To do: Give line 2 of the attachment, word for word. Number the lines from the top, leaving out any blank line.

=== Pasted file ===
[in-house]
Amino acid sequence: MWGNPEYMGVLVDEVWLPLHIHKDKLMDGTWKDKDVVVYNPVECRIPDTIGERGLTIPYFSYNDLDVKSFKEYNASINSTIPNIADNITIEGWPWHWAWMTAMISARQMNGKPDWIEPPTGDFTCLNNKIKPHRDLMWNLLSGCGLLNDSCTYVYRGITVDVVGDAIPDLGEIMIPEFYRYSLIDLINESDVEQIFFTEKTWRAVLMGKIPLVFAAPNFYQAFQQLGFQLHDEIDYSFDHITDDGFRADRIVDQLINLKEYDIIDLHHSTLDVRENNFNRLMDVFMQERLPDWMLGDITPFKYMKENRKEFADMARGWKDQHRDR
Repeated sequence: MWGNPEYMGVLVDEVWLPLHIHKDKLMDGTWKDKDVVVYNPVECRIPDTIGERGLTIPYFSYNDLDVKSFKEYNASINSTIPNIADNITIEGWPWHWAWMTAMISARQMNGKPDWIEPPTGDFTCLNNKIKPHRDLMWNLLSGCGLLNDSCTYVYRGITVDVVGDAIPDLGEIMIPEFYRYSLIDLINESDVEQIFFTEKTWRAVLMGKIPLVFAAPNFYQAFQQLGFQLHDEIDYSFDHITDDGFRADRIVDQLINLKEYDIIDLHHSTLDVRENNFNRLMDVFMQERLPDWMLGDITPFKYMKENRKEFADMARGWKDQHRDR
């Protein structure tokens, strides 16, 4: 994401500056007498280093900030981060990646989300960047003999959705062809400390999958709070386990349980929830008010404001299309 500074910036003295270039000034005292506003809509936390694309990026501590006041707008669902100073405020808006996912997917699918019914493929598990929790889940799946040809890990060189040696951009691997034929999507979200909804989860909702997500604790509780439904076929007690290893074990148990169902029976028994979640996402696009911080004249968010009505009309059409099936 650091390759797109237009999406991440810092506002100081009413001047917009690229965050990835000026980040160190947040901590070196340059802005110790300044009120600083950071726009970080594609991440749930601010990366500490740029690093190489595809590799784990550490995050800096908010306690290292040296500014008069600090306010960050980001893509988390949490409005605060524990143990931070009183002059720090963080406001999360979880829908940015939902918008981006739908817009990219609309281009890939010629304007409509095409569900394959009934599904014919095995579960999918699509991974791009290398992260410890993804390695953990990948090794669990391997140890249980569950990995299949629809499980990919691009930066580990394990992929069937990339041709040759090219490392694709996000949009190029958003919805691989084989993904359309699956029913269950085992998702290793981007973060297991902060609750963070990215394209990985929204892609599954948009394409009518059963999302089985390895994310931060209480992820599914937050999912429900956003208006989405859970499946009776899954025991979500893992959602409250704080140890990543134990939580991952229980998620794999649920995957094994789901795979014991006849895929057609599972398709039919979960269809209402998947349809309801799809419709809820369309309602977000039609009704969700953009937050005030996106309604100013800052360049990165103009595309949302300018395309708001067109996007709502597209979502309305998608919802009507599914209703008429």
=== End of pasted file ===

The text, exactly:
Amino acid sequence: MWGNPEYMGVLVDEVWLPLHIHKDKLMDGTWKDKDVVVYNPVECRIPDTIGERGLTIPYFSYNDLDVKSFKEYNASINSTIPNIADNITIEGWPWHWAWMTAMISARQMNGKPDWIEPPTGDFTCLNNKIKPHRDLMWNLLSGCGLLNDSCTYVYRGITVDVVGDAIPDLGEIMIPEFYRYSLIDLINESDVEQIFFTEKTWRAVLMGKIPLVFAAPNFYQAFQQLGFQLHDEIDYSFDHITDDGFRADRIVDQLINLKEYDIIDLHHSTLDVRENNFNRLMDVFMQERLPDWMLGDITPFKYMKENRKEFADMARGWKDQHRDR